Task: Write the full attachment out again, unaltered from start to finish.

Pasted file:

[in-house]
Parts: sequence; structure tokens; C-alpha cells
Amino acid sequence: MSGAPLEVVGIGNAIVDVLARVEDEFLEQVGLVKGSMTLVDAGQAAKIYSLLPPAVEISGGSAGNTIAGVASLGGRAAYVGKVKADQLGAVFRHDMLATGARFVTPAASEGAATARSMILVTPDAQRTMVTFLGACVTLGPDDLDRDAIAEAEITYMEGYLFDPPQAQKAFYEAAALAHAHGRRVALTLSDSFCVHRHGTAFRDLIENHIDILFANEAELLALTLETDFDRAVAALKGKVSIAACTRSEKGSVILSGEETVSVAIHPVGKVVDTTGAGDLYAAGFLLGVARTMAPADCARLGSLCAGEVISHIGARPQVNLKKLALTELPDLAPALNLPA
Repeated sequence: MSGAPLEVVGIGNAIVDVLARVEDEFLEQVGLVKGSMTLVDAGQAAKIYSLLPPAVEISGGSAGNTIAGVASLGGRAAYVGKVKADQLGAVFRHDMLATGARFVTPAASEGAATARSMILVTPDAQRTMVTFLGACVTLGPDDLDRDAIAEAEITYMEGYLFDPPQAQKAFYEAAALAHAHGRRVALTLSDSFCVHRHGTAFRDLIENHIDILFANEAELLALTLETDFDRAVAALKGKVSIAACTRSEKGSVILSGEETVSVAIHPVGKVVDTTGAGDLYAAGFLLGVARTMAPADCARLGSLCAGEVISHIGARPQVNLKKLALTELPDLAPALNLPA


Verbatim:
[in-house]
Parts: sequence; structure tokens; C-alpha cells
Amino acid sequence: MSGAPLEVVGIGNAIVDVLARVEDEFLEQVGLVKGSMTLVDAGQAAKIYSLLPPAVEISGGSAGNTIAGVASLGGRAAYVGKVKADQLGAVFRHDMLATGARFVTPAASEGAATARSMILVTPDAQRTMVTFLGACVTLGPDDLDRDAIAEAEITYMEGYLFDPPQAQKAFYEAAALAHAHGRRVALTLSDSFCVHRHGTAFRDLIENHIDILFANEAELLALTLETDFDRAVAALKGKVSIAACTRSEKGSVILSGEETVSVAIHPVGKVVDTTGAGDLYAAGFLLGVARTMAPADCARLGSLCAGEVISHIGARPQVNLKKLALTELPDLAPALNLPA
Repeated sequence: MSGAPLEVVGIGNAIVDVLARVEDEFLEQVGLVKGSMTLVDAGQAAKIYSLLPPAVEISGGSAGNTIAGVASLGGRAAYVGKVKADQLGAVFRHDMLATGARFVTPAASEGAATARSMILVTPDAQRTMVTFLGACVTLGPDDLDRDAIAEAEITYMEGYLFDPPQAQKAFYEAAALAHAHGRRVALTLSDSFCVHRHGTAFRDLIENHIDILFANEAELLALTLETDFDRAVAALKGKVSIAACTRSEKGSVILSGEETVSVAIHPVGKVVDTTGAGDLYAAGFLLGVARTMAPADCARLGSLCAGEVISHIGARPQVNLKKLALTELPDLAPALNLPA